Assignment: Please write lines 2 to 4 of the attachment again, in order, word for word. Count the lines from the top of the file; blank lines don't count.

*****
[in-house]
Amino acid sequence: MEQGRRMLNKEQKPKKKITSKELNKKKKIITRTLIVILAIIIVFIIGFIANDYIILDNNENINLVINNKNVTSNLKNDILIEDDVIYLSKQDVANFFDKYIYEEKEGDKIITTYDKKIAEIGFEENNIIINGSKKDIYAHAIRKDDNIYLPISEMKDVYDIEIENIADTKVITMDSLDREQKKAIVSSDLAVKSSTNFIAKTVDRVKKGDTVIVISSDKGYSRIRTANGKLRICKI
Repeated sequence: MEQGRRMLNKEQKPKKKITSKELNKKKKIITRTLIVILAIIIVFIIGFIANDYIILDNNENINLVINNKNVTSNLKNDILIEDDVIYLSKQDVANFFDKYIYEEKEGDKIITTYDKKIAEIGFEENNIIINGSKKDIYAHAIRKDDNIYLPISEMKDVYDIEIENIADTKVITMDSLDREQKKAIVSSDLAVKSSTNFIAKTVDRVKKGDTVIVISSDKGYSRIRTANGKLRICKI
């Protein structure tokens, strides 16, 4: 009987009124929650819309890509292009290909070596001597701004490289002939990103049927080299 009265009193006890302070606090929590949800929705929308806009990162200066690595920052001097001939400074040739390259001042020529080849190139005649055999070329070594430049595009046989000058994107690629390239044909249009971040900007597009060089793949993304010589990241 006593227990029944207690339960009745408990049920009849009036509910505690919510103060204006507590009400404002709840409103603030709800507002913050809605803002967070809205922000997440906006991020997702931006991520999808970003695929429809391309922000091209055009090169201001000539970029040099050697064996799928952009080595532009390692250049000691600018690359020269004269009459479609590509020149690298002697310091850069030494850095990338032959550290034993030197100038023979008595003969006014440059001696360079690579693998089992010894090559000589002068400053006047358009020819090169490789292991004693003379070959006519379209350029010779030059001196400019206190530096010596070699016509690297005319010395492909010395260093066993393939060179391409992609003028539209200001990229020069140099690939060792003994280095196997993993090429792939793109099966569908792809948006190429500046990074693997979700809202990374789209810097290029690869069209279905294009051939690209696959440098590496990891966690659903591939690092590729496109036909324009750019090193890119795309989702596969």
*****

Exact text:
Amino acid sequence: MEQGRRMLNKEQKPKKKITSKELNKKKKIITRTLIVILAIIIVFIIGFIANDYIILDNNENINLVINNKNVTSNLKNDILIEDDVIYLSKQDVANFFDKYIYEEKEGDKIITTYDKKIAEIGFEENNIIINGSKKDIYAHAIRKDDNIYLPISEMKDVYDIEIENIADTKVITMDSLDREQKKAIVSSDLAVKSSTNFIAKTVDRVKKGDTVIVISSDKGYSRIRTANGKLRICKI
Repeated sequence: MEQGRRMLNKEQKPKKKITSKELNKKKKIITRTLIVILAIIIVFIIGFIANDYIILDNNENINLVINNKNVTSNLKNDILIEDDVIYLSKQDVANFFDKYIYEEKEGDKIITTYDKKIAEIGFEENNIIINGSKKDIYAHAIRKDDNIYLPISEMKDVYDIEIENIADTKVITMDSLDREQKKAIVSSDLAVKSSTNFIAKTVDRVKKGDTVIVISSDKGYSRIRTANGKLRICKI
């Protein structure tokens, strides 16, 4: 009987009124929650819309890509292009290909070596001597701004490289002939990103049927080299 009265009193006890302070606090929590949800929705929308806009990162200066690595920052001097001939400074040739390259001042020529080849190139005649055999070329070594430049595009046989000058994107690629390239044909249009971040900007597009060089793949993304010589990241 006593227990029944207690339960009745408990049920009849009036509910505690919510103060204006507590009400404002709840409103603030709800507002913050809605803002967070809205922000997440906006991020997702931006991520999808970003695929429809391309922000091209055009090169201001000539970029040099050697064996799928952009080595532009390692250049000691600018690359020269004269009459479609590509020149690298002697310091850069030494850095990338032959550290034993030197100038023979008595003969006014440059001696360079690579693998089992010894090559000589002068400053006047358009020819090169490789292991004693003379070959006519379209350029010779030059001196400019206190530096010596070699016509690297005319010395492909010395260093066993393939060179391409992609003028539209200001990229020069140099690939060792003994280095196997993993090429792939793109099966569908792809948006190429500046990074693997979700809202990374789209810097290029690869069209279905294009051939690209696959440098590496990891966690659903591939690092590729496109036909324009750019090193890119795309989702596969």